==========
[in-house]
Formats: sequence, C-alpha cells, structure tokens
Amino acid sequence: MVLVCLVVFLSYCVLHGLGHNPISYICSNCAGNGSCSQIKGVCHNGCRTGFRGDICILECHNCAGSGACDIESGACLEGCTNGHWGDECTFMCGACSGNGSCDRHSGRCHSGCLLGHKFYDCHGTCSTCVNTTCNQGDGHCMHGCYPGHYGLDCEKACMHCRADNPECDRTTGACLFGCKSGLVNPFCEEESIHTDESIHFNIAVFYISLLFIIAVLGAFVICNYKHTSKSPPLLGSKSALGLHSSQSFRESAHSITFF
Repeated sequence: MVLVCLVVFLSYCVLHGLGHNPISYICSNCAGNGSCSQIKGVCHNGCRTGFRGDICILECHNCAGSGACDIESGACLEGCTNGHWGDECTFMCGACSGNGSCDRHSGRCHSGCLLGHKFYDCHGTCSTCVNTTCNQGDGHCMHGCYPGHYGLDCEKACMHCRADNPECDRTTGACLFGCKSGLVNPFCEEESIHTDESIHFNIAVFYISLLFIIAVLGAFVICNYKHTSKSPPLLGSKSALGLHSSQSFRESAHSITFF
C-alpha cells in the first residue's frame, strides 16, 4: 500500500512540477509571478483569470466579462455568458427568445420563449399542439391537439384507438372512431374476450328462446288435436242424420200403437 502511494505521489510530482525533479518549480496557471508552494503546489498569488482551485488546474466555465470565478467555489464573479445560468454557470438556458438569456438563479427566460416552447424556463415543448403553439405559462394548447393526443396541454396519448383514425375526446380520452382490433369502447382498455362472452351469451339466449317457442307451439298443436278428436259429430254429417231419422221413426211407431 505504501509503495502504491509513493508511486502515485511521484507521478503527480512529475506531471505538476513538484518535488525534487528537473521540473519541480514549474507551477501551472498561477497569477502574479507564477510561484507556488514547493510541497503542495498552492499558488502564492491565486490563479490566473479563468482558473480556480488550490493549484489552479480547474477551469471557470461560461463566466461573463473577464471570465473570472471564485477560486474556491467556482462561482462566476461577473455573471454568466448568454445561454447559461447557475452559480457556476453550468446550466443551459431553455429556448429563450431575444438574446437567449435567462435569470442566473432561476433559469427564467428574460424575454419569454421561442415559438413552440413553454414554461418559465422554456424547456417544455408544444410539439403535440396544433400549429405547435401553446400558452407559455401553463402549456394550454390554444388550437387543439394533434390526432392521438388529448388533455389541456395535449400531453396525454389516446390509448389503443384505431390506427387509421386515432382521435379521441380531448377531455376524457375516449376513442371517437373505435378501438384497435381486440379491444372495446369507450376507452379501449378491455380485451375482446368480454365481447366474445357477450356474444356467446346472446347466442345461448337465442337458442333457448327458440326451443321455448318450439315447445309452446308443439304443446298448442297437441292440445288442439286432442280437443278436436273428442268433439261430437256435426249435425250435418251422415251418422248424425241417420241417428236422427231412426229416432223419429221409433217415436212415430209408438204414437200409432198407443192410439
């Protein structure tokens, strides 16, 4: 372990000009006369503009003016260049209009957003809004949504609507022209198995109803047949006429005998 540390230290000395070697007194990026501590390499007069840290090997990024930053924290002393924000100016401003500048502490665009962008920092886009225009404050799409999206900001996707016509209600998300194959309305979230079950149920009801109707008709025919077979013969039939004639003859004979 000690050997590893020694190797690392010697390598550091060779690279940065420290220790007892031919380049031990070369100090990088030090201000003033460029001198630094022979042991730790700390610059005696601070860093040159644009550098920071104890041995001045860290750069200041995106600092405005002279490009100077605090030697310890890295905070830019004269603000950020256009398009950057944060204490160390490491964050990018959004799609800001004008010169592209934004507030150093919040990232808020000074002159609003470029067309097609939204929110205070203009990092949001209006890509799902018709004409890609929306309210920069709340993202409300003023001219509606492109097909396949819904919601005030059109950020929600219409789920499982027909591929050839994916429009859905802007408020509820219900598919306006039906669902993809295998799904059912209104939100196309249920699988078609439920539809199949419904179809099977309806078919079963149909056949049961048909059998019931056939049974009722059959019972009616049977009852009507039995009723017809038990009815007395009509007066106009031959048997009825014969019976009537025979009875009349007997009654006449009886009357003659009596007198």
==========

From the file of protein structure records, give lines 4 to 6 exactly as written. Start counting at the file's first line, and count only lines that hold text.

Repeated sequence: MVLVCLVVFLSYCVLHGLGHNPISYICSNCAGNGSCSQIKGVCHNGCRTGFRGDICILECHNCAGSGACDIESGACLEGCTNGHWGDECTFMCGACSGNGSCDRHSGRCHSGCLLGHKFYDCHGTCSTCVNTTCNQGDGHCMHGCYPGHYGLDCEKACMHCRADNPECDRTTGACLFGCKSGLVNPFCEEESIHTDESIHFNIAVFYISLLFIIAVLGAFVICNYKHTSKSPPLLGSKSALGLHSSQSFRESAHSITFF
C-alpha cells in the first residue's frame, strides 16, 4: 500500500512540477509571478483569470466579462455568458427568445420563449399542439391537439384507438372512431374476450328462446288435436242424420200403437 502511494505521489510530482525533479518549480496557471508552494503546489498569488482551485488546474466555465470565478467555489464573479445560468454557470438556458438569456438563479427566460416552447424556463415543448403553439405559462394548447393526443396541454396519448383514425375526446380520452382490433369502447382498455362472452351469451339466449317457442307451439298443436278428436259429430254429417231419422221413426211407431 505504501509503495502504491509513493508511486502515485511521484507521478503527480512529475506531471505538476513538484518535488525534487528537473521540473519541480514549474507551477501551472498561477497569477502574479507564477510561484507556488514547493510541497503542495498552492499558488502564492491565486490563479490566473479563468482558473480556480488550490493549484489552479480547474477551469471557470461560461463566466461573463473577464471570465473570472471564485477560486474556491467556482462561482462566476461577473455573471454568466448568454445561454447559461447557475452559480457556476453550468446550466443551459431553455429556448429563450431575444438574446437567449435567462435569470442566473432561476433559469427564467428574460424575454419569454421561442415559438413552440413553454414554461418559465422554456424547456417544455408544444410539439403535440396544433400549429405547435401553446400558452407559455401553463402549456394550454390554444388550437387543439394533434390526432392521438388529448388533455389541456395535449400531453396525454389516446390509448389503443384505431390506427387509421386515432382521435379521441380531448377531455376524457375516449376513442371517437373505435378501438384497435381486440379491444372495446369507450376507452379501449378491455380485451375482446368480454365481447366474445357477450356474444356467446346472446347466442345461448337465442337458442333457448327458440326451443321455448318450439315447445309452446308443439304443446298448442297437441292440445288442439286432442280437443278436436273428442268433439261430437256435426249435425250435418251422415251418422248424425241417420241417428236422427231412426229416432223419429221409433217415436212415430209408438204414437200409432198407443192410439
């Protein structure tokens, strides 16, 4: 372990000009006369503009003016260049209009957003809004949504609507022209198995109803047949006429005998 540390230290000395070697007194990026501590390499007069840290090997990024930053924290002393924000100016401003500048502490665009962008920092886009225009404050799409999206900001996707016509209600998300194959309305979230079950149920009801109707008709025919077979013969039939004639003859004979 000690050997590893020694190797690392010697390598550091060779690279940065420290220790007892031919380049031990070369100090990088030090201000003033460029001198630094022979042991730790700390610059005696601070860093040159644009550098920071104890041995001045860290750069200041995106600092405005002279490009100077605090030697310890890295905070830019004269603000950020256009398009950057944060204490160390490491964050990018959004799609800001004008010169592209934004507030150093919040990232808020000074002159609003470029067309097609939204929110205070203009990092949001209006890509799902018709004409890609929306309210920069709340993202409300003023001219509606492109097909396949819904919601005030059109950020929600219409789920499982027909591929050839994916429009859905802007408020509820219900598919306006039906669902993809295998799904059912209104939100196309249920699988078609439920539809199949419904179809099977309806078919079963149909056949049961048909059998019931056939049974009722059959019972009616049977009852009507039995009723017809038990009815007395009509007066106009031959048997009825014969019976009537025979009875009349007997009654006449009886009357003659009596007198």